I wonder is it a good idea to ask for a letter of recommendation from a emeritus professor who I took his course and knows me well?

I was wondering is it bad to get a letter from someone who is not in Academia anymore?


The best reference is the one that is both honest and based on extensive firsthand knowledge of your qualities. Emeritus status would seem irrelevant to me.

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    Or perhaps even a positive- someone with emeritus status presumably is experienced and hopefully still has a good reputation. I'd be concerned if the recommender has been retired for a long time and not active since retirement. – Brian Borchers Nov 19 '14 at 2:57

I think the answer to your question hugely depends on your application and resume.

If you are having advisers who are writing you strong letters of recommendation (for instance, your masters thesis advisers or professors you have worked in their research group and have publications with them), then you will probably do not need a letter from a professor with whom you'd only passed a course.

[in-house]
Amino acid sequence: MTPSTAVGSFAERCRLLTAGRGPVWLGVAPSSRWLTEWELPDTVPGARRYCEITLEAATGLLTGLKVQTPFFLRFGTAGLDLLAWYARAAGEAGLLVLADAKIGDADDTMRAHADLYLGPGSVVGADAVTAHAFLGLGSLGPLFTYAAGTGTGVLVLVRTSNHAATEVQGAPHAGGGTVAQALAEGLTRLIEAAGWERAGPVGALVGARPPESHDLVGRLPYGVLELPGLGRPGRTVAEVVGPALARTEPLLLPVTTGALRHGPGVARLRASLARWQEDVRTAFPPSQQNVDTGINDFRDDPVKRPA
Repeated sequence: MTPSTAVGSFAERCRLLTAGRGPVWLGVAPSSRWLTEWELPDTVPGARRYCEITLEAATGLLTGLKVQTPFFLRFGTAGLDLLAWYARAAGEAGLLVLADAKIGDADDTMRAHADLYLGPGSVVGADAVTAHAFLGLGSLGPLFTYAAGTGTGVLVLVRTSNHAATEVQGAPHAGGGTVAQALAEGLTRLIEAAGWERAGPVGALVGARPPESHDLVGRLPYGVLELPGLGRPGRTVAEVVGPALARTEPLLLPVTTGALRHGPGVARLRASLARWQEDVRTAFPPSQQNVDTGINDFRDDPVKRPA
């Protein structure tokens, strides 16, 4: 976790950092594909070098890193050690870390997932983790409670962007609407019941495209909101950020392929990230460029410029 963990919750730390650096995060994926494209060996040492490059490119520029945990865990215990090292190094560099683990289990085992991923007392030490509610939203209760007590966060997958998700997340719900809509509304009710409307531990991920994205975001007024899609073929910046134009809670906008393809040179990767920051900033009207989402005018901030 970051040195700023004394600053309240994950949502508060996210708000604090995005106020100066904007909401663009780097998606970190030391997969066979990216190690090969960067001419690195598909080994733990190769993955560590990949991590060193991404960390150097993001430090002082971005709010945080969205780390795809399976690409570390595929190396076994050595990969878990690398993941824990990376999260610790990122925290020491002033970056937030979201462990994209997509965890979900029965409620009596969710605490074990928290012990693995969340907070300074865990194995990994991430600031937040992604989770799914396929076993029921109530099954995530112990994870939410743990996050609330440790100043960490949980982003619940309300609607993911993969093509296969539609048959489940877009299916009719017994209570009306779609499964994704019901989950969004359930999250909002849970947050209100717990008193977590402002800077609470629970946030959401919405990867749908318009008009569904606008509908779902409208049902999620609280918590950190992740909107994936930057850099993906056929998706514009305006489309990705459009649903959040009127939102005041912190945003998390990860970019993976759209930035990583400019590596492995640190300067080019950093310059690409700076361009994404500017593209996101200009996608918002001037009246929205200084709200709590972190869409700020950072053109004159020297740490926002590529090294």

On the other hand, if you have not worked with a professor, probably your advisers of your thesis, then you really need a letter of recommendation from a professor that knows you and you had passed his course. So that emeritus professor can write a good letter of recommendation for you. Of course, it is better that nothing.

To the best of my knowledge, students usually need two or three letters of recommendation for their PhD applications.

  • Yes. I can get two good letter but I was wondering is it bad to get a letter from someone who is not in Academia anymore? – user59419 Nov 18 '14 at 22:26
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    @user59419 Emeritus != "not in academia anymore". Many Emeritus professors are freakingly active in various positions, now that they don't have to teach undergrads and sit through long faculty meetings anymore. – xLeitix Nov 19 '14 at 7:31

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